Join our brand new verified AMN Telegram channel and get important news uncensored!

Illinois police, firefighters help collect care packages for National Guard

Care packages. (U.S. Air National Guard photo by Master Sgt. Vincent De Groot 185th ARW PA)

Illinois National Guard 1st Battalion, 178th Infantry Regiment’s Bravo Company is far away in Afghanistan for the holidays, but its members are getting a special delivery to remind them of home.

Elgin police and firefighters are helping collect items to create care packages for Bravo Company, which is based out of the National Guard Armory on Raymond Street in Elgin. Four hundred members of the 1st Battalion, 178th Infantry Regiment were deployed to Afghanistan in July for a one-year tour. The regiment covers Chicago and the suburbs including Elgin, Joliet, and Woodstock.

Stephanie Severson heads the National Guard’s Family Readiness Group creating the care packages. Her husband, Marc, is a commander based out of the Raymond Street armory. The group is made up of volunteers whose relatives are among the 64 soldiers, part of Bravo Company, deployed to Afghanistan from the Elgin Armory. Bravo Company trained in Texas for about a month and were able to come home for a three-day weekend before heading to Afghanistan in September, Severson said.

The Seversons, of Rockford, have children ages 6, 4, and nine-months-old. It’s Marc Severson’s first deployment and first Christmas away from his family.

“It’s just tough. We’ve already missed a few birthdays we’ve come to terms with it,” said Stephanie Severson. “We do a lot of Facetiming. That’s how we plan to get through the holidays. At this point, it is just what it is. We’re not happy about it, but we accept the fact our spouses are over there, and they are doing what they were trained to do. We have to support them.”

Elgin police got involved when veteran Robert Getz contacted the department requesting help collecting donations. The police department felt it was a nice opportunity to show support to the men and women from the community serving this country, especially during the holiday season, officials said.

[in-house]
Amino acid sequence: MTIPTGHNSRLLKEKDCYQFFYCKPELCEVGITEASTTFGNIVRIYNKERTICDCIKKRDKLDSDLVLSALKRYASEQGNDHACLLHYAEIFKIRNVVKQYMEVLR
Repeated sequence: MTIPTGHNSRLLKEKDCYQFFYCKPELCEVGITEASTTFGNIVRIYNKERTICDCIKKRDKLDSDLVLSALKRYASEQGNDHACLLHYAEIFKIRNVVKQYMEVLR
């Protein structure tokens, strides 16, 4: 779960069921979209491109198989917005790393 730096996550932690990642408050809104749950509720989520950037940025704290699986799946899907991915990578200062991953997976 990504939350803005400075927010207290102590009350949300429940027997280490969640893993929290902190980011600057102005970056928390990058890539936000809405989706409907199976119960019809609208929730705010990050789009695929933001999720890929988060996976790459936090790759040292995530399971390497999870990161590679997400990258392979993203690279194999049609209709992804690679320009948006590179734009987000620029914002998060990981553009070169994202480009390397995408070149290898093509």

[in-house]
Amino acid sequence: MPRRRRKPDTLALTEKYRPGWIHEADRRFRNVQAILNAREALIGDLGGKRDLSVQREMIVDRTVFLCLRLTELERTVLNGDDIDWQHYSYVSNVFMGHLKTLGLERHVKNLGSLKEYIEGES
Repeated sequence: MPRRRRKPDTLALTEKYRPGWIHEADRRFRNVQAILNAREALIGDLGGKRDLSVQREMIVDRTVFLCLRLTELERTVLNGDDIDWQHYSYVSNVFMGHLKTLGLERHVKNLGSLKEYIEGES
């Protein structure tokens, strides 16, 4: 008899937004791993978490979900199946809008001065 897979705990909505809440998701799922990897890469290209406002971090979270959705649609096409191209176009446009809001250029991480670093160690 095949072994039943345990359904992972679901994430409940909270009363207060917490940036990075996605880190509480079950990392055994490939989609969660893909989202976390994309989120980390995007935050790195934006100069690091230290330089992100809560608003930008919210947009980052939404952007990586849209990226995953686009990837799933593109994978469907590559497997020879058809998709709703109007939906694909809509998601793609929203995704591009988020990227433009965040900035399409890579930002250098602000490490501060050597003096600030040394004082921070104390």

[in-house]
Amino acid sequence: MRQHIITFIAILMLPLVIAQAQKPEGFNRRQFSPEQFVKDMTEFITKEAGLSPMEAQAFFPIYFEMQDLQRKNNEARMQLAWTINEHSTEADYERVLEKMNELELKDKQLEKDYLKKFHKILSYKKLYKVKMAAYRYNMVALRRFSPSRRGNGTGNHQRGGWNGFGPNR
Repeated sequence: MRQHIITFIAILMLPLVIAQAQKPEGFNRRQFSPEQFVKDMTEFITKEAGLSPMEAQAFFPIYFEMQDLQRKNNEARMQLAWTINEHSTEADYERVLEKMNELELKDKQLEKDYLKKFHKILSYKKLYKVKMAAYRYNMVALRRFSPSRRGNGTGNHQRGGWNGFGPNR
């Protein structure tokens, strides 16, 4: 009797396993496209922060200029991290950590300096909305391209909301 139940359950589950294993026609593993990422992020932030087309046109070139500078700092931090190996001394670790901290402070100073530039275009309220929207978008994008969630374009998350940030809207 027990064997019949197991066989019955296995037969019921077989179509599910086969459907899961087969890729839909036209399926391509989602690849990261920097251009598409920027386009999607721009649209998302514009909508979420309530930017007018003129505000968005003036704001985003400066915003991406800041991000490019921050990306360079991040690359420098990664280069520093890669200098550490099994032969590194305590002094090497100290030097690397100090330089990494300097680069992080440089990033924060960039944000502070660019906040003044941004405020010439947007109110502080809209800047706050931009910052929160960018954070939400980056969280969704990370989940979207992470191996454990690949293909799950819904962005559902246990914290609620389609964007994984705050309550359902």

Getz is part of the Elgin Veterans Foreign Wars (VFW) Post 1307, which organizes a Help a Vet project. Gathering donations for care packages fits into that mission, he said. The reason he wants to help is very personal.

“I’m an old Vietnam vet. We were treated so horribly when we went overseas, then came home,” said Getz, who served in the U.S. Army for 24 years. “I didn’t want them to be treated the same way.” When he was in the war, his unit received a single care package. It was from a Boy Scout Troop in Washington, he said. It took decades for his service to be recognized. He remembers the moment. A young man “shook my hand and said, ‘thank you for your service.’ It felt great that someone cared,” he said.

He wants Bravo Company to have that feeling, and he’s finding a lot of support in Elgin. Elgin Police Department veterans, Elgin firefighters, Elgin Community College veterans, the American Legion, the VFW, and businesses have all pitched in, he said.

“We’re getting carloads of things that we’re taking to the Armory. Everybody has been super nice and willing to make a donation,” he said. “It’s been very nice,” Getz said. “I’m sure they’re going to really appreciate it.”

The Family Readiness Group started gathering donations at the end of October, Severson said. The word is still getting out about their efforts to create care packages, but there’s growing community support for the project, she said. Elgin police released a list of items Bravo Company requested including beef jerky, body wipes, candy and nuts, canned soup, Monster energy drinks, protein bars, razors, snack mixes, travel-sized toiletries like shampoo, soap, and shaving cream.

Other Family Readiness Groups affiliated with the Battalion are also sending care packages but are asking for different things like Amazon gift cards and PlayStation games. Bravo Company members requested junk food, toiletries, and other items, Severson said. Military personnel actually have the essentials they need, it’s the little things from home, like junk food, that helps them cope with being homesick, she said.

Even a note of thanks goes a long way, she said. The group hopes to have a note for every soldier, she said. “It’s a good reminder for them. It keeps them going, and it’s something to make them smile. It can be rough over there, (sometimes) they need to smile,” Severson said.

The care packages serve another mission, to bring Family Readiness Groups together, Severson said. Families of National Guard members face a different experience than families with relatives enlisted in the military, Severson said. “We don’t live in a military base, so we don’t always have the full support of other families or connections,” she said, adding sometimes National Guardsmen’s families don’t know how or where to ask for help. “The Family Readiness group brings families together, so everyone can feel less alone,” she said.

The Elgin Armory’s Family Readiness Group is sending 64 care packages to Afghanistan late next week. Shipping is expensive, she said. Any monetary donations toward those costs are also appreciated, Severson said.

Donations can be dropped off through Dec. 5 at the police department, 151 Douglas Ave. Other collection sites are the Elgin Fire Department Station 7, 3270 Longcommon Parkway, American Legion Elgin Post 57, 820 N. Liberty, Elgin VFW Post 6115, 1601 Weld Road, Paul’s Family Restaurant, 1300 Lawrence Ave., and Elgin State Bank, 1001 S. Randall Road.


© 2019 The Courier-News